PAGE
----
RHEB1 insufficiency in aged male mice is associated with stress-induced seizures

Qi Tian, Pavel Gromov, Joachim H. Clement, Yingming Wang, Marc Riemann, Falk Weih, Xiao Xin Sun, Mu Shui Dai, Lev M. Fedorov

Research output: Contribution to journalArticlepeer-review

6 Scopus citations


The mechanistic target of rapamycin (mTOR), a protein kinase, is a central regulator of mammalian metabolism and physiology. Protein mTOR complex 1 (mTORC1) functions as a major sensor for the nutrient, energy, and redox state of a cell and is activated by ras homolog enriched in brain (RHEB1), a GTP-binding protein. Increased activation of mTORC1 pathway has been associated with developmental abnormalities, certain form of epilepsy (tuberous sclerosis), and cancer. Clinically, those mTOR-related disorders are treated with the mTOR inhibitor rapamycin and its rapalogs. Because the effects of chronic interference with mTOR signaling in the aged brain are yet unknown, we used a genetic strategy to interfere with mTORC1 signaling selectively by introducing mutations of Rheb1 into the mouse. We created conventional knockout (Rheb1+/−) and gene trap (Rheb1Δ/+) mutant mouse lines. Rheb1-insufficient mice with different combinations of mutant alleles were monitored over a time span of 2 years. The mice did not show any behavioral/neurological changes during the first 18 months of age. However, after aging (> 18 months of age), both the Rheb1+/− and Rheb1Δ /− hybrid males developed rare stress-induced seizures, whereas Rheb1+/− and Rheb1Δ /− females and Rheb1Δ/+ and Rheb1Δ/Δ mice of both genders did not show any abnormality. Our findings suggest that chronic intervention with mTORC1 signaling in the aged brain might be associated with major adverse events.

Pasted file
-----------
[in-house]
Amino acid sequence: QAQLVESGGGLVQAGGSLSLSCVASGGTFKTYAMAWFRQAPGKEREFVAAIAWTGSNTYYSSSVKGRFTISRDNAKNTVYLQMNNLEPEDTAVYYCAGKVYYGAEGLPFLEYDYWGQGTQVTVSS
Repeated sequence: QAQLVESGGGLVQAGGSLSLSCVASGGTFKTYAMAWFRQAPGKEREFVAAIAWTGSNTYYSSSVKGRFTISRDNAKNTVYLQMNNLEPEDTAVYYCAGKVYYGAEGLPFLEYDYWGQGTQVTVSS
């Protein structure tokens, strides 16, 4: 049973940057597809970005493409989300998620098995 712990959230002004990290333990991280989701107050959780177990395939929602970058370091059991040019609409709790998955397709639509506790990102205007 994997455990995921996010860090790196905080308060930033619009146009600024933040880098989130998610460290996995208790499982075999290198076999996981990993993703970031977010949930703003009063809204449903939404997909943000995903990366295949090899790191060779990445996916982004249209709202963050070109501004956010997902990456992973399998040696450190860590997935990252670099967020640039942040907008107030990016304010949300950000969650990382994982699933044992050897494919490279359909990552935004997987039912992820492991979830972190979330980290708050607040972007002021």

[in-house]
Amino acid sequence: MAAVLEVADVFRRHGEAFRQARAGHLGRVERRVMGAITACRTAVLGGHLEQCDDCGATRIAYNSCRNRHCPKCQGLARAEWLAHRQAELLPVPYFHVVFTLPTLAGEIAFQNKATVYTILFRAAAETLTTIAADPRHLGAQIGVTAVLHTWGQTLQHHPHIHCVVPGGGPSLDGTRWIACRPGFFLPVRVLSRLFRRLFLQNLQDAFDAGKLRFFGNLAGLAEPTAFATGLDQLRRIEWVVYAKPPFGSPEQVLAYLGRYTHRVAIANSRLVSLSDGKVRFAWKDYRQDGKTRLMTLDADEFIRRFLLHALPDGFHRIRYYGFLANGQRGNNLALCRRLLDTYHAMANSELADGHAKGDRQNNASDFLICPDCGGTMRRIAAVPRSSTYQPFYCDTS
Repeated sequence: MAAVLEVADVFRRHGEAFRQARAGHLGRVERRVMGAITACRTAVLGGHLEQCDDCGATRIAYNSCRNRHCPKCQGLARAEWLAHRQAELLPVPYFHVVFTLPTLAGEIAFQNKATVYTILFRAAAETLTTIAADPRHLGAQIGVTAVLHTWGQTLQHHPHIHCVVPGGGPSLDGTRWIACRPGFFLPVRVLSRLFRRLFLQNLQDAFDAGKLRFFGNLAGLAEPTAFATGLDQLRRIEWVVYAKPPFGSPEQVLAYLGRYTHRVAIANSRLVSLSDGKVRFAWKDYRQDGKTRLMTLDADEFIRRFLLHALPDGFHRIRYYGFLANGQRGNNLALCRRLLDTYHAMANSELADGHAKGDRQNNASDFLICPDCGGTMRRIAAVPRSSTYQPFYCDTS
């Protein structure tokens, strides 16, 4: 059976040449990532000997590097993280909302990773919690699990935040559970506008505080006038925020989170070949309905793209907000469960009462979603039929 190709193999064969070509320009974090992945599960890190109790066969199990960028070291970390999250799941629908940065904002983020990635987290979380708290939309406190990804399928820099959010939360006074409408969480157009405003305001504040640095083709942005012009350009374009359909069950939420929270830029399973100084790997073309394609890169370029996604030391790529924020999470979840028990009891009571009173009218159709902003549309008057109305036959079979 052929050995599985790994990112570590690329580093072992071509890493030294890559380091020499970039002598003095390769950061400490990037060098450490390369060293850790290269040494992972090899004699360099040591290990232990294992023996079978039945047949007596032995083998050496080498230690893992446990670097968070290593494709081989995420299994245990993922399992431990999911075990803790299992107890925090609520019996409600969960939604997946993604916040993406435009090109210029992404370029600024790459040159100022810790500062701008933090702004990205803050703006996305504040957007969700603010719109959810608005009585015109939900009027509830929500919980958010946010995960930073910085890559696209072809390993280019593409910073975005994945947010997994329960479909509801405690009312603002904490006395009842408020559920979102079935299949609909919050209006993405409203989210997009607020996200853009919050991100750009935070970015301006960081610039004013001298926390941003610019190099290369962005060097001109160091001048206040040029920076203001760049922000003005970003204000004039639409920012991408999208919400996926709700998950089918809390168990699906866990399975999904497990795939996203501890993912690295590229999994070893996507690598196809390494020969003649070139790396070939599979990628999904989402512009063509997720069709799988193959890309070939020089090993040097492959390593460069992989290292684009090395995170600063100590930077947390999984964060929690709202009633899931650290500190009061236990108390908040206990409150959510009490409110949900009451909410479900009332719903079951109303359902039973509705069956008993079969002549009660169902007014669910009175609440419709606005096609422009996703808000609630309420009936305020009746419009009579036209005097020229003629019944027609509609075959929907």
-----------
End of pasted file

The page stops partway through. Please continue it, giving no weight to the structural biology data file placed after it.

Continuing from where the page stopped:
Original languageEnglish (US)
Pages (from-to)557-570
Number of pages14
Issue number5-6
StatePublished - Dec 1 2017


  • Gene targeting
  • Mice
  • Rapamycin
  • Rheb1
  • mTOR inhibitor
  • mTORC1

ASJC Scopus subject areas

  • Aging
  • Geriatrics and Gerontology


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